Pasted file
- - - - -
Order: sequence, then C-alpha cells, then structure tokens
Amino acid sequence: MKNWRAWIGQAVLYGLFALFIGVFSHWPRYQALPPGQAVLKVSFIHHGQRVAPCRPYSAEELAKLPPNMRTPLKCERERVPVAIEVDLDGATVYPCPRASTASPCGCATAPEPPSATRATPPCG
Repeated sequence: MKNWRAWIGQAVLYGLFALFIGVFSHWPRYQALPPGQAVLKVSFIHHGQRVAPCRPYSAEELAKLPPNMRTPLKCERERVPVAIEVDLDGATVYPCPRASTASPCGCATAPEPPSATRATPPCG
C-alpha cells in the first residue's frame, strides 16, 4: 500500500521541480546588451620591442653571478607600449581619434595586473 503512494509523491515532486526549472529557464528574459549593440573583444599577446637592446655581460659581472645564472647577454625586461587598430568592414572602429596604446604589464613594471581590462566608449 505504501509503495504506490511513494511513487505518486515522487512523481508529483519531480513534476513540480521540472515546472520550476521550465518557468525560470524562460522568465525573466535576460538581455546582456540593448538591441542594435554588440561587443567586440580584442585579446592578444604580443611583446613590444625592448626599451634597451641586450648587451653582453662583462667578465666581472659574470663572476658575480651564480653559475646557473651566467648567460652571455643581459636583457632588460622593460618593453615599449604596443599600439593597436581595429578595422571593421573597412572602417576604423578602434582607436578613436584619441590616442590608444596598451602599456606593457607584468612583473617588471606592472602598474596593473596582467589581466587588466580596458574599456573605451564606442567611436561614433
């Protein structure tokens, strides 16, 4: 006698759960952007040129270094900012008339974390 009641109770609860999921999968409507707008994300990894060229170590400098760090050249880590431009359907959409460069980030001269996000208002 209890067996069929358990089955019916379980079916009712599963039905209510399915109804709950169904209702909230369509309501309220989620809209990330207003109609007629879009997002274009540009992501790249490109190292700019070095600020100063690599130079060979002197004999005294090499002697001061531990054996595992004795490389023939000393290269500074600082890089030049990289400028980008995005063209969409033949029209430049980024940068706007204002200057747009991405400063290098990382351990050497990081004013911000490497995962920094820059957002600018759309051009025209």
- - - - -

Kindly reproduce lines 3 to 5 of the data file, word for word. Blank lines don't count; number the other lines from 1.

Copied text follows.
Repeated sequence: MKNWRAWIGQAVLYGLFALFIGVFSHWPRYQALPPGQAVLKVSFIHHGQRVAPCRPYSAEELAKLPPNMRTPLKCERERVPVAIEVDLDGATVYPCPRASTASPCGCATAPEPPSATRATPPCG
C-alpha cells in the first residue's frame, strides 16, 4: 500500500521541480546588451620591442653571478607600449581619434595586473 503512494509523491515532486526549472529557464528574459549593440573583444599577446637592446655581460659581472645564472647577454625586461587598430568592414572602429596604446604589464613594471581590462566608449 505504501509503495504506490511513494511513487505518486515522487512523481508529483519531480513534476513540480521540472515546472520550476521550465518557468525560470524562460522568465525573466535576460538581455546582456540593448538591441542594435554588440561587443567586440580584442585579446592578444604580443611583446613590444625592448626599451634597451641586450648587451653582453662583462667578465666581472659574470663572476658575480651564480653559475646557473651566467648567460652571455643581459636583457632588460622593460618593453615599449604596443599600439593597436581595429578595422571593421573597412572602417576604423578602434582607436578613436584619441590616442590608444596598451602599456606593457607584468612583473617588471606592472602598474596593473596582467589581466587588466580596458574599456573605451564606442567611436561614433
């Protein structure tokens, strides 16, 4: 006698759960952007040129270094900012008339974390 009641109770609860999921999968409507707008994300990894060229170590400098760090050249880590431009359907959409460069980030001269996000208002 209890067996069929358990089955019916379980079916009712599963039905209510399915109804709950169904209702909230369509309501309220989620809209990330207003109609007629879009997002274009540009992501790249490109190292700019070095600020100063690599130079060979002197004999005294090499002697001061531990054996595992004795490389023939000393290269500074600082890089030049990289400028980008995005063209969409033949029209430049980024940068706007204002200057747009991405400063290098990382351990050497990081004013911000490497995962920094820059957002600018759309051009025209």